Coloration of reef organisms

Images likely seen by different types of reef organisms when they look at a queen angelfish:

drawing of mantid shrimp image of a queen angelfish simulated in ultraviolet This is total guesswork: if a mantid shrimp sees in ultraviolet and if the image is assembled in the brain as a composite image from the many separate ommatidia in the eyes, then an image similar to this is a possibility
photograph of a barracuda photograph of a queen angelfish A fast-moving predatory fish like a barracuda with good colour vision will likely enjoy an image similar to what we see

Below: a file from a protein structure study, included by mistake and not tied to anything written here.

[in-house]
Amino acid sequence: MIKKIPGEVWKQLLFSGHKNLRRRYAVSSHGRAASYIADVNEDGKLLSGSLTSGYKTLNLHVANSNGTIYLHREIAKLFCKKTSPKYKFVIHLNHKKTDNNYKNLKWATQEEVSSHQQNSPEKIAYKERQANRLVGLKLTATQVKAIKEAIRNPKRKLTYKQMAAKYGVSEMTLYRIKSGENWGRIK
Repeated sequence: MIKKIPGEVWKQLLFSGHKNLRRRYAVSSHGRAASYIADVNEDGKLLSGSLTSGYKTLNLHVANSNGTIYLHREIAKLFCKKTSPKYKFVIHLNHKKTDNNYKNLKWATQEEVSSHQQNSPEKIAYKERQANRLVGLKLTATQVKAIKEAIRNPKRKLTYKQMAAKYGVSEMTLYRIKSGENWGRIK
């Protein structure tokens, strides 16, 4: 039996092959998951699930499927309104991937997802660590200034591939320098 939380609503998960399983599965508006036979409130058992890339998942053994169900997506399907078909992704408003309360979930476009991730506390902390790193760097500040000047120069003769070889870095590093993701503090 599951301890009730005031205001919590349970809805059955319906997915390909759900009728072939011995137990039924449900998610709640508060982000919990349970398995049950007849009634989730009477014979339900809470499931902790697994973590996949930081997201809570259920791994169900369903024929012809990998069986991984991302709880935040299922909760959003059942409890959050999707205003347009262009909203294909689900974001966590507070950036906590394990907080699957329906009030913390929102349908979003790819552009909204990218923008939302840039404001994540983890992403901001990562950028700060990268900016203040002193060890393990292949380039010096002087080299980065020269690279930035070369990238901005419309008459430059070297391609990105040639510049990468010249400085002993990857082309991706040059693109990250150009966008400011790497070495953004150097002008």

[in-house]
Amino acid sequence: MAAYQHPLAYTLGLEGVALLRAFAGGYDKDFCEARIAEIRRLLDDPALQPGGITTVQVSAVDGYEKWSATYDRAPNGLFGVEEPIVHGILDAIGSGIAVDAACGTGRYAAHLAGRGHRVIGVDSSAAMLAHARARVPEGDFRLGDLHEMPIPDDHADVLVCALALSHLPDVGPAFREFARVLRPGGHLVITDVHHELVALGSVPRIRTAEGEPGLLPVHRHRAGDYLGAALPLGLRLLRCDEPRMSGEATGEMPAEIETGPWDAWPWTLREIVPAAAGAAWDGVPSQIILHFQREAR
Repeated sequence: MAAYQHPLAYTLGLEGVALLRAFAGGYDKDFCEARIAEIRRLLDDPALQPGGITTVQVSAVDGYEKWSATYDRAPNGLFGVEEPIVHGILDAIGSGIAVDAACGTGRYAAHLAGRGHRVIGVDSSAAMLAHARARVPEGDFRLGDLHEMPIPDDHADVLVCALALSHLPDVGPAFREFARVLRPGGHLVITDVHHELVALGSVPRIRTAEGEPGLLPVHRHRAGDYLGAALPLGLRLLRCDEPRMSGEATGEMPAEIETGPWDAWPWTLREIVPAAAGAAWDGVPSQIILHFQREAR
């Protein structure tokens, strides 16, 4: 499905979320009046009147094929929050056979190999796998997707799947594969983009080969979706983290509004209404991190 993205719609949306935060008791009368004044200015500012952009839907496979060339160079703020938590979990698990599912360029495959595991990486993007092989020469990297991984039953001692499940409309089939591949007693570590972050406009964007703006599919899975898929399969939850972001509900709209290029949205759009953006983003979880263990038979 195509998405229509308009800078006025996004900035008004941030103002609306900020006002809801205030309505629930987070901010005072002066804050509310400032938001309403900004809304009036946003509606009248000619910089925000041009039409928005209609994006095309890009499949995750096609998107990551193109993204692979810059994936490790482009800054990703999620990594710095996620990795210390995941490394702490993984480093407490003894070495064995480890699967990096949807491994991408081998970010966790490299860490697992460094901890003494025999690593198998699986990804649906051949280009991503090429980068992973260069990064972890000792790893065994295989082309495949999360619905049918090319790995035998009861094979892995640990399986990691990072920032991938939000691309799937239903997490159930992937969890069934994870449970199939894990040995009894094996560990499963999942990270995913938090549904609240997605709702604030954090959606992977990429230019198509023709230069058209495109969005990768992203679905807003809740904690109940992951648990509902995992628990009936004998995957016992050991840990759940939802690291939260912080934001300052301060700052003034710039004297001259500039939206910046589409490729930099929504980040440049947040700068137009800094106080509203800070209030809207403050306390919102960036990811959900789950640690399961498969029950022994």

photograph of a squid fuzzy photo of queen angelfish black and white Cephalopods, including squids and octopuses see only in black and white. With a resolving capability about one-third that of our eyes, this may be what it would see
photograph of a dolphin photograph in black and white of a queen angelfish Dolphins see only in black and white. Although probably known for sure only by the U.S. Navy, which has extensively researched vision in delphinids for purposes of finding (and delivering?) explosive torpedos, their visual acuity may be quite good, but perhaps not as good as ours
photograph of a clown crab photograph of a queen angelfish This is what most scientists think a typical crustacean would see: full colour and a composite (rather than fragmented) image
mock-up of barracuda with spectacles fuzzy photo of a queen angelfish What can we say...? If the barracuda hadn't lost one of its lenses, then the image would likely be as seen by the barracuda in the second example from the top